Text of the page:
Fig. 1. Effect of DPP23 on the activation of caspase-7 in cisplatin-resistant ovarian cancer cells. (A) Chemical structures of cisplatin and DPP23. (B, C) A2780 and A2780/CisR cells treated with (B) 1 µg/ml cisplatin or (C) 10 µM DPP23 for different time periods. Immunoblot analysis was performed using specific antibodies against cleaved caspase-7 and poly (ADP-ribose) polymerase (PARP). Glyceraldehyde 3-phosphate dehydrogenase (GAPDH) was used as a loading control. The band intensities of cleaved caspase-7 and PARP were measured relative to GAPDH levels using ImageJ software. The data are presented as means ± SD (n = 3). NS, not significant; *P < 0.001; according to Sidak's multiple comparisons test.
Fig. 2. Effect of DPP23 on the activation of caspase-7 in multidrug-resistant uterine sarcoma cells. MES-SA and MES-SA/DX5 cells were treated with (A) cisplatin at different concentrations or (B) 10 µM DPP23 for various time periods. Immunoblot analysis was performed using specific antibodies against cleaved caspase-7 and poly (ADP-ribose) polymerase (PARP). Glyceraldehyde 3-phosphate dehydrogenase (GAPDH) was used as a loading control. The band intensities of cleaved caspase-7 and PARP were measured relative to GAPDH levels using ImageJ software. The data are presented as means ± SD (n = 3). NS, not significant; **P < 0.001; according to Sidak's multiple comparisons test.
Fig. 3. Effect of DPP23 on reactive oxygen species (ROS)-mediated apoptosis. (A) A2780 and A2780/CisR cells were incubated with 10 µM DCF-DA for 60 min, followed by 10 µM DPP23 for 3 h. DCF fluorescence was detected using an EVOSf1 fluorescence microscope. Scale bar, 400 mm. (B) DCF fluorescence was measured using a FACSCalibur flow cytometer. A2780 and A2780/CisR cells were treated with 10 µM DCF-DA for 60 min, followed by 10 µM DPP23 for 0, 3, 6, and 10 h. DCF fluorescence was measured using a FACSCalibur flow cytometer. (C) A2780 and A2780/CisR cells were treated with 10 µM DPP23 in the absence or presence of 2- or 4-µM N-acetyl cysteine (NAC). Whole cell lysates were prepared and immunoblot analysis was performed using specific antibodies against cleaved caspase-7 and poly (ADP-ribose) polymerase (PARP). Glyceraldehyde 3-phosphate dehydrogenase (GAPDH) was used as a loading control. The band intensities of cleaved caspase-7 and PARP were measured relative to GAPDH levels using ImageJ software. The data are presented as means ± SD (n = 3). ***P < 0.001; according to Sidak's multiple comparisons test. (D) A2780/CisR cells were treated with vehicle (DMSO) or 10 µM DPP23 in the absence or presence of 4 µM N-acetyl cysteine (NAC). Cells were fixed with ethanol and stained with propidium iodide (PI). PI fluorescence was measured using a NucleoCounter NC-3000. M1, sub-G1 phase; M2, G1 phase; M3, S phase; M4, G2/M phase.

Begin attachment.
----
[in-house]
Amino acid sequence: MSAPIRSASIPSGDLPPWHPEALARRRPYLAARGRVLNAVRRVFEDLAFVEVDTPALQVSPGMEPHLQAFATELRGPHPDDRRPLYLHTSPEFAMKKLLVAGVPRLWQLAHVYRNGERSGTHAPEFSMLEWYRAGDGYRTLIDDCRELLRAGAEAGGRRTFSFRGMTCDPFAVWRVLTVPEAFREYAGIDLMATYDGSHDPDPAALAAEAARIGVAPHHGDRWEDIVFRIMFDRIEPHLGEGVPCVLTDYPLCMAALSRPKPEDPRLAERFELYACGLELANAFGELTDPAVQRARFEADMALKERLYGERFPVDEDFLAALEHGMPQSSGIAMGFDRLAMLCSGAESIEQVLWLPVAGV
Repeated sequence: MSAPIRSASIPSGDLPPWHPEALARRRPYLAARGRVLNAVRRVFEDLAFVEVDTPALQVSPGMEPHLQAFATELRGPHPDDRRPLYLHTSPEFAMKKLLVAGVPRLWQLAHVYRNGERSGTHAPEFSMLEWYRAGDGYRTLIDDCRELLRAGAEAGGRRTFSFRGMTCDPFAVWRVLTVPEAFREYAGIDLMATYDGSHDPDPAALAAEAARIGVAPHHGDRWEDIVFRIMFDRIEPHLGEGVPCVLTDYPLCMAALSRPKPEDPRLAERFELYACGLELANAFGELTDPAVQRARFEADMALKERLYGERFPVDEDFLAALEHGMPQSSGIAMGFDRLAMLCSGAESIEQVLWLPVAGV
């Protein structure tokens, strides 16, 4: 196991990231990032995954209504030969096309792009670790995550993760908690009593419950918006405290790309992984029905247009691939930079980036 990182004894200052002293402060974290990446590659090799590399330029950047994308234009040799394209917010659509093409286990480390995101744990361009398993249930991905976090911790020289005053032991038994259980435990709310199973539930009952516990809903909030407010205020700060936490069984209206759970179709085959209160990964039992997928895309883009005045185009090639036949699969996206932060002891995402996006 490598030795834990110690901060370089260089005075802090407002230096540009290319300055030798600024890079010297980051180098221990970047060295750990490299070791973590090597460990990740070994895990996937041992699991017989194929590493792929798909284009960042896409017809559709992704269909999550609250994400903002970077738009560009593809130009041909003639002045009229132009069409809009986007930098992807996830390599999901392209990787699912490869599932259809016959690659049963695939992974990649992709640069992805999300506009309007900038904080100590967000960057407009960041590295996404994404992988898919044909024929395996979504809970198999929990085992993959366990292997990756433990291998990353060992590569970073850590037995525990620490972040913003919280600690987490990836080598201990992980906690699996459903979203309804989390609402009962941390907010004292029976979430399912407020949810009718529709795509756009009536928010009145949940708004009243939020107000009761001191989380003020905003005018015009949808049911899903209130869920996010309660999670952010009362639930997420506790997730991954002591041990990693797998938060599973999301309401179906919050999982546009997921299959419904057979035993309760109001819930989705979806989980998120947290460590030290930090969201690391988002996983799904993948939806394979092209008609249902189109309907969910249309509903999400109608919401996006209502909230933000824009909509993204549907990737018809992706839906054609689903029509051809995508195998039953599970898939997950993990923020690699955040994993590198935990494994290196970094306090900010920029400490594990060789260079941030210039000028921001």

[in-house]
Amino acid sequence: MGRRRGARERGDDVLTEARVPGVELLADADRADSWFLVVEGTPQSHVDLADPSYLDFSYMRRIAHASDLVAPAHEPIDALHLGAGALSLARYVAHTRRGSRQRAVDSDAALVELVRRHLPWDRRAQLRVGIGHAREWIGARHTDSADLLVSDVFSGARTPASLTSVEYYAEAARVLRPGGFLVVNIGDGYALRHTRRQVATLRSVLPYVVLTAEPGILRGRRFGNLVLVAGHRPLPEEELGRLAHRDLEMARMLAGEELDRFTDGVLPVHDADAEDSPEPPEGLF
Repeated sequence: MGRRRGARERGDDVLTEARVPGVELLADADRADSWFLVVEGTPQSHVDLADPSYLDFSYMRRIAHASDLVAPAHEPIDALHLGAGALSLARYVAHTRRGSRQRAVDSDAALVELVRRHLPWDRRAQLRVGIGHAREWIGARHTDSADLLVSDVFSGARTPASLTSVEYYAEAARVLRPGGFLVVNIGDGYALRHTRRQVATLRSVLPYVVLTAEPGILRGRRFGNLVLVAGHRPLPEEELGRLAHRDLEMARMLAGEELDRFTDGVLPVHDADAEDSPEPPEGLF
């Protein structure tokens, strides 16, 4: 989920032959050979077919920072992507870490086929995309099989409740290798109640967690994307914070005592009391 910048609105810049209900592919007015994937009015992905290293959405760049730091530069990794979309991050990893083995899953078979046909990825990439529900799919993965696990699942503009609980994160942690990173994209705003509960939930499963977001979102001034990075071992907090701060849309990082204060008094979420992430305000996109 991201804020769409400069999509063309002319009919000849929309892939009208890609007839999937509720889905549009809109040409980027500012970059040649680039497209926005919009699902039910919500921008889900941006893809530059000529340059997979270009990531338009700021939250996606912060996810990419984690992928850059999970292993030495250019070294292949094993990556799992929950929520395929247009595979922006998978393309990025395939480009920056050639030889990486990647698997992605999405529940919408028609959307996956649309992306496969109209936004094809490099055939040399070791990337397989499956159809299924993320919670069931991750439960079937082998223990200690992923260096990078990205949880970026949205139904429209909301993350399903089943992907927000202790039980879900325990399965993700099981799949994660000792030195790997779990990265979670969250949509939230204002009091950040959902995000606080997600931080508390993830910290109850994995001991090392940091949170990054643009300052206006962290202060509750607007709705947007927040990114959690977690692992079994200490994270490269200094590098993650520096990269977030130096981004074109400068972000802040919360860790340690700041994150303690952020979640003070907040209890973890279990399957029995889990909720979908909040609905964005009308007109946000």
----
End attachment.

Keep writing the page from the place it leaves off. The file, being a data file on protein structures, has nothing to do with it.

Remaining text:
Fig. 4. Effect of DPP23 on the activation of the unfolded protein response (UPR) pathway. (A) A2780 and A2780/CisR cells were treated with 10 µM DPP23 for various time periods. Whole cell lysates were prepared and immunoblot analysis was performed using antibodies against ER stress sensor proteins, GRP78 and IRE1α. GAPDH was used as an internal control. The band intensities of GRP78 and IRE1α were measured relative to GAPDH levels using ImageJ software. The data are presented as means ± SD (n = 3). NS, not significant; *P < 0.05; **P < 0.01; ***P < 0.001; according to Sidak's multiple comparisons test. (B) Schematic representation of unspliced XBP-1 (uXBP-1) and spliced XBP-1 (sXBP-1) mRNA. The arrow-head indicates the PstI restriction site. Numbers denote nucleotide (nt) positions from the transcription start site. The internal intron site from nt 531 to nt 556 is indicated as a black box. (C) A2780 and A2780/CisR cells were treated with 10 µM DPP23 for various time periods. After total RNA isolation, XBP-1 mRNA was amplified from nt 277 to nt 817 by RT-PCR. Sizes of uXBP-1 (279 bp and 261 bp) and sXBP-1 (540 bp) mRNAs amplicons are indicated. GAPDH mRNA was amplified as the internal control. (D) A2780 and A2780/CisR cells were treated with 10 µM DPP23 for various time periods. Whole cell lysates were subjected to immunoblotting using antibodies against XBP-1. GAPDH was used as an internal control. The band intensities of GRP78 and IRE1α were measured relative to GAPDH levels using ImageJ software. The data are presented as means ± SD (n = 3). NS, not significant; *P < 0.05; ***P < 0.001; according to Sidak's multiple comparisons test. (E) A2780 and A2780/CisR cells were treated with 10 µM DPP23 for various time periods. Whole cell lysates were prepared and immunoblot analysis was performed using an antibody against CHOP and ATF4. GAPDH was used as an internal control. The band intensities of CHOP were measured relative to GAPDH levels using ImageJ software. The data are presented as means ± SD (n = 3). ***P < 0.001; according to Sidak's multiple comparisons test.